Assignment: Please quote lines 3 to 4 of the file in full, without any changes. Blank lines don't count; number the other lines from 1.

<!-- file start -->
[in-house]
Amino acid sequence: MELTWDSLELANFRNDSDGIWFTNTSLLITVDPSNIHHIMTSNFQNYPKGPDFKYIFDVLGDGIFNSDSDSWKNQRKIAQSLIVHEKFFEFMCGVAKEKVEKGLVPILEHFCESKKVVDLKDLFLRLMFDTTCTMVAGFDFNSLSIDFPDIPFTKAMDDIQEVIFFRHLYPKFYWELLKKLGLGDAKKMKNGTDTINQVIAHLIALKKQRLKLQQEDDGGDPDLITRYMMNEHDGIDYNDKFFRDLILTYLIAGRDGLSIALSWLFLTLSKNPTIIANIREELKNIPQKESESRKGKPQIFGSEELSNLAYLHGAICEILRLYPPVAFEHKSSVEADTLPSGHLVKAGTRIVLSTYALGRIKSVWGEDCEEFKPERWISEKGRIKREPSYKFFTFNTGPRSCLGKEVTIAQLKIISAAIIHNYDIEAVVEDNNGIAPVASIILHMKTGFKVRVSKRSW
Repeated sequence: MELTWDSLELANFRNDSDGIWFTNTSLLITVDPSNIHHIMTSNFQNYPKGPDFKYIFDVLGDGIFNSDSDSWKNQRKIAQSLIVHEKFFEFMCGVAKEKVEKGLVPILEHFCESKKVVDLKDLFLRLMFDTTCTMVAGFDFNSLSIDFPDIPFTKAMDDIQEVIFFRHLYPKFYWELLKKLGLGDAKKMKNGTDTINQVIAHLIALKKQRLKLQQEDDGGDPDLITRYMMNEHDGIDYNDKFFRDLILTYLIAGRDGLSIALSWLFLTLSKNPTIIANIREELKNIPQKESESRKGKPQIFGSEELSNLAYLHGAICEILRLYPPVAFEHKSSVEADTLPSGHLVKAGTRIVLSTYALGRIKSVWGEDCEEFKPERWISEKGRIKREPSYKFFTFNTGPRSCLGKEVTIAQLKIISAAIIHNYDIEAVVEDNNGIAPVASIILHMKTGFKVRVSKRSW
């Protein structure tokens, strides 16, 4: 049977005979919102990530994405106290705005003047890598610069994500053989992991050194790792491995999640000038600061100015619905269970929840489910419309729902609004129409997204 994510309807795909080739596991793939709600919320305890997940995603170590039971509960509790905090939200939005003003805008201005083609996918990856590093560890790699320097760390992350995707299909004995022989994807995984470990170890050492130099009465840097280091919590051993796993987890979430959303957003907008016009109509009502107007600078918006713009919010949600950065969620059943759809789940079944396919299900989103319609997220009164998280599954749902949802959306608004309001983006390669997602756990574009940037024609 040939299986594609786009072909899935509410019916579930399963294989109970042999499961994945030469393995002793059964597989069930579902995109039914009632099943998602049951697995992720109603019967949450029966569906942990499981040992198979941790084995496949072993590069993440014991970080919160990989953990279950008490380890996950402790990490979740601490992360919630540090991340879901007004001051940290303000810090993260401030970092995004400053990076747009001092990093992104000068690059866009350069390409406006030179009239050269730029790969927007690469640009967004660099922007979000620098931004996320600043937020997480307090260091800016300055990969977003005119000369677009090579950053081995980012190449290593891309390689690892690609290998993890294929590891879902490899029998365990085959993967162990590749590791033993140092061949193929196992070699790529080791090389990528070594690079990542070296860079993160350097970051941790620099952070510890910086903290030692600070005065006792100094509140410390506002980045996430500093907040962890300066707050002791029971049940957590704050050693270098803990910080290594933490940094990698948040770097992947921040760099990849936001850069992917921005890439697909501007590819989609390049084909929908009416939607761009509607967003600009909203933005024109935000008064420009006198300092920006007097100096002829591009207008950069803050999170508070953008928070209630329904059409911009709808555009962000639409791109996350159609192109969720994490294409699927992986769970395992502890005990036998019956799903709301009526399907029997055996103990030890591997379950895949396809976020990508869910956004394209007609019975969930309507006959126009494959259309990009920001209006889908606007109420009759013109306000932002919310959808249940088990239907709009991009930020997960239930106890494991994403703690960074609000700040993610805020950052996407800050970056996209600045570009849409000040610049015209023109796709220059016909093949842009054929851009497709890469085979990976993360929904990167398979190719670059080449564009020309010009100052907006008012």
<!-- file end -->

Repeated sequence: MELTWDSLELANFRNDSDGIWFTNTSLLITVDPSNIHHIMTSNFQNYPKGPDFKYIFDVLGDGIFNSDSDSWKNQRKIAQSLIVHEKFFEFMCGVAKEKVEKGLVPILEHFCESKKVVDLKDLFLRLMFDTTCTMVAGFDFNSLSIDFPDIPFTKAMDDIQEVIFFRHLYPKFYWELLKKLGLGDAKKMKNGTDTINQVIAHLIALKKQRLKLQQEDDGGDPDLITRYMMNEHDGIDYNDKFFRDLILTYLIAGRDGLSIALSWLFLTLSKNPTIIANIREELKNIPQKESESRKGKPQIFGSEELSNLAYLHGAICEILRLYPPVAFEHKSSVEADTLPSGHLVKAGTRIVLSTYALGRIKSVWGEDCEEFKPERWISEKGRIKREPSYKFFTFNTGPRSCLGKEVTIAQLKIISAAIIHNYDIEAVVEDNNGIAPVASIILHMKTGFKVRVSKRSW
């Protein structure tokens, strides 16, 4: 049977005979919102990530994405106290705005003047890598610069994500053989992991050194790792491995999640000038600061100015619905269970929840489910419309729902609004129409997204 994510309807795909080739596991793939709600919320305890997940995603170590039971509960509790905090939200939005003003805008201005083609996918990856590093560890790699320097760390992350995707299909004995022989994807995984470990170890050492130099009465840097280091919590051993796993987890979430959303957003907008016009109509009502107007600078918006713009919010949600950065969620059943759809789940079944396919299900989103319609997220009164998280599954749902949802959306608004309001983006390669997602756990574009940037024609 040939299986594609786009072909899935509410019916579930399963294989109970042999499961994945030469393995002793059964597989069930579902995109039914009632099943998602049951697995992720109603019967949450029966569906942990499981040992198979941790084995496949072993590069993440014991970080919160990989953990279950008490380890996950402790990490979740601490992360919630540090991340879901007004001051940290303000810090993260401030970092995004400053990076747009001092990093992104000068690059866009350069390409406006030179009239050269730029790969927007690469640009967004660099922007979000620098931004996320600043937020997480307090260091800016300055990969977003005119000369677009090579950053081995980012190449290593891309390689690892690609290998993890294929590891879902490899029998365990085959993967162990590749590791033993140092061949193929196992070699790529080791090389990528070594690079990542070296860079993160350097970051941790620099952070510890910086903290030692600070005065006792100094509140410390506002980045996430500093907040962890300066707050002791029971049940957590704050050693270098803990910080290594933490940094990698948040770097992947921040760099990849936001850069992917921005890439697909501007590819989609390049084909929908009416939607761009509607967003600009909203933005024109935000008064420009006198300092920006007097100096002829591009207008950069803050999170508070953008928070209630329904059409911009709808555009962000639409791109996350159609192109969720994490294409699927992986769970395992502890005990036998019956799903709301009526399907029997055996103990030890591997379950895949396809976020990508869910956004394209007609019975969930309507006959126009494959259309990009920001209006889908606007109420009759013109306000932002919310959808249940088990239907709009991009930020997960239930106890494991994403703690960074609000700040993610805020950052996407800050970056996209600045570009849409000040610049015209023109796709220059016909093949842009054929851009497709890469085979990976993360929904990167398979190719670059080449564009020309010009100052907006008012």